Choose your country and language below

Our website uses cookies. You can read our Cookie Policy here.
​The setup of your guitar (PT. 8) - Setting a floating style vibrato or tremolo.

​The setup of your guitar (PT. 8) - Setting a floating style vibrato or tremolo.

How to adjust your electric guitar two studs vibrato bridge.

In this article you will find instructions and tips about setting of the floating vibrato unit (also inappropriately called tremolo) of an electric guitar, with special regard to models often used on super-strat style instruments. This is part of the general setup of the guitar, that involves topics covered on the Soundsation blog as intonation, pickup and action adjustments.

Before continuing you should have:

  • your usual strings installed and tuned
  • an action adjusted according to your taste.

All that verified, we can talk about how to self-adjust a vibrato bridge with two studs and springs.

Please take note that the setting of a Fender vintage style six screw vibrato is debated in the Soundsation blog article “The setup of your guitar (PT. 7) –Setting a vintage style vibrato”, largely valid for floating bridges with two studs without a locking nut. Examples are the G&L Dual Fulcrum Vibrato that Leo Fender introduced in the '80s, the Fender 2-Point Synchronized Tremolo featured on 1986 Dan Smith's and George Blanda's American Standard Stratocaster, the Wilkinson VS100N (left photo below), the Music Man Standard, the Gotoh NS510T-FE1 (right photo below) and similar ones, of which we are going to talk here.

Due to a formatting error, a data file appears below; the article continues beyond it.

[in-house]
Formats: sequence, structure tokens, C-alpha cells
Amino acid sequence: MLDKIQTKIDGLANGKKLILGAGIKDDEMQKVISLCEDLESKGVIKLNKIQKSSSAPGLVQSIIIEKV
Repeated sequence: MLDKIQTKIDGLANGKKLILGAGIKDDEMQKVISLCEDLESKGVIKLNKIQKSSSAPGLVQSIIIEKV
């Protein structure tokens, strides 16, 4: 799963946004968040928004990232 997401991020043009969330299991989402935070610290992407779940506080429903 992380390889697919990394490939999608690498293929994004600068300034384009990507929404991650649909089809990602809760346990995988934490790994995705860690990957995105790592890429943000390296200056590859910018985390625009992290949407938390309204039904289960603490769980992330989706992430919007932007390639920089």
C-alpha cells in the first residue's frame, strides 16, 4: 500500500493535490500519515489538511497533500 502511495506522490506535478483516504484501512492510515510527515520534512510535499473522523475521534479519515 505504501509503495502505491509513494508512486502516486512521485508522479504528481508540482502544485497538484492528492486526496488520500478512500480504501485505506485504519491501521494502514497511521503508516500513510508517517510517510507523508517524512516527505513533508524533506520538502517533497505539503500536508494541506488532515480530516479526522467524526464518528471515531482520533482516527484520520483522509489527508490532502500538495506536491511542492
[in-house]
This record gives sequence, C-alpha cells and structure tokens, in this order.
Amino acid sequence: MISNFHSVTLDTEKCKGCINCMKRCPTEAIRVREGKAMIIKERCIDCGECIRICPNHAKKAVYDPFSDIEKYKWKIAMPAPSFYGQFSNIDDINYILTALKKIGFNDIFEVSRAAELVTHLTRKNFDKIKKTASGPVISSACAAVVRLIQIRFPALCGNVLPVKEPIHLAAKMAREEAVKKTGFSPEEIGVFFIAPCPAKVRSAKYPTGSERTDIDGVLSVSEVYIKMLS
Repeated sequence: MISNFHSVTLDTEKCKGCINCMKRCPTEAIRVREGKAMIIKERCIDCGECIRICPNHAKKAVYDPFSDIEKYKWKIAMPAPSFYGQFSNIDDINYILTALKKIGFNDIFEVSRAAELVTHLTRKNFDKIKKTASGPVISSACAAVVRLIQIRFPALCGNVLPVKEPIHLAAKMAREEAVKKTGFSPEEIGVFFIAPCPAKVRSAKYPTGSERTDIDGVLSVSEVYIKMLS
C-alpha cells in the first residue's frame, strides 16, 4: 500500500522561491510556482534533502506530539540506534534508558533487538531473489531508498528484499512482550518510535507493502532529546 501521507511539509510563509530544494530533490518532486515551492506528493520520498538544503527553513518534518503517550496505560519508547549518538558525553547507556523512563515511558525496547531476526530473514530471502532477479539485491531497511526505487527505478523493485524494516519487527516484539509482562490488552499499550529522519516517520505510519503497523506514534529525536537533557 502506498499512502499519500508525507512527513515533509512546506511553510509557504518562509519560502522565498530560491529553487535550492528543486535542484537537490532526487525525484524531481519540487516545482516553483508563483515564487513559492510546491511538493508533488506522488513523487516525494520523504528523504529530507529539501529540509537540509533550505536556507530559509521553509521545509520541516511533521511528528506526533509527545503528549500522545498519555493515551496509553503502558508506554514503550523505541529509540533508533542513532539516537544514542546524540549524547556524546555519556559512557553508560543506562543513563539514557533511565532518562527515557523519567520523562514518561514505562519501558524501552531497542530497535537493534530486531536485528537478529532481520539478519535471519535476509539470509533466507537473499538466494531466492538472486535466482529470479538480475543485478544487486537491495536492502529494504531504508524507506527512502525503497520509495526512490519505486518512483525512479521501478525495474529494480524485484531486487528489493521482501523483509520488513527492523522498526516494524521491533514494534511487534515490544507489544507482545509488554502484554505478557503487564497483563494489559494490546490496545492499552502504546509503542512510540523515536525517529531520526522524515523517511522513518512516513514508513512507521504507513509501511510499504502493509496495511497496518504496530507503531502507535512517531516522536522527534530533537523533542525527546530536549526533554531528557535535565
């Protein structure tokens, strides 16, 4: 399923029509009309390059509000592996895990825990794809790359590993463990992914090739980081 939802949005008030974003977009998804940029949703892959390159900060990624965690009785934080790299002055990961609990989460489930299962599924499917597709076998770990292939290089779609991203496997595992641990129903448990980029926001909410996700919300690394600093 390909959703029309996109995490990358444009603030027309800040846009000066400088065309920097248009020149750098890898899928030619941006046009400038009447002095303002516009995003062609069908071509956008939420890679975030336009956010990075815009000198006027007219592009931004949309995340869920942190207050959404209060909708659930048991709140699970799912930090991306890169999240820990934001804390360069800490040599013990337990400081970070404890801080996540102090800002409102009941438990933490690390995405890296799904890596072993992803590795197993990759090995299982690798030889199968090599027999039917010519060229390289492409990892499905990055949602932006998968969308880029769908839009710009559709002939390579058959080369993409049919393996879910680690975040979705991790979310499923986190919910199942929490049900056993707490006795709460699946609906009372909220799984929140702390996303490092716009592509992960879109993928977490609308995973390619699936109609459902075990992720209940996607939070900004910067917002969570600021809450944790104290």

How are floating bridges made?

Talking about stud mount bridges with just two studs/screws instead of traditional six screws, the most popular are those in the Fender American Standard style and various types of Wilkinsons, the latter designed and introduced in 1986 by Trev Wilkinson, musician, hardware and pickup inventor, founder of the English brand Fret-King. He also designed the Roller Nut, used on some strats since 1987 and replaced by the Fender LSR in the early '90s.

Wilkinson parts are currently made by Japanese Gotoh and Korean Un Sung.

Almost all guitar and hardware manufacturers have these kinds of floating bridges in their list, mostly matched at the headstock by locking machine heads of brands such as Gotoh (left photo below), Schaller and Sperzel (right photo below). These tuners clamp strings in the shaft holes and prevent tuning loss when the vibrato arm is heavily handled.


Materials floating bridges are made of are essential for their mechanic and sound quality. Certainly steel has to be preferred at least for saddles, because it provides the highest vibration transmission speed and a good sustain.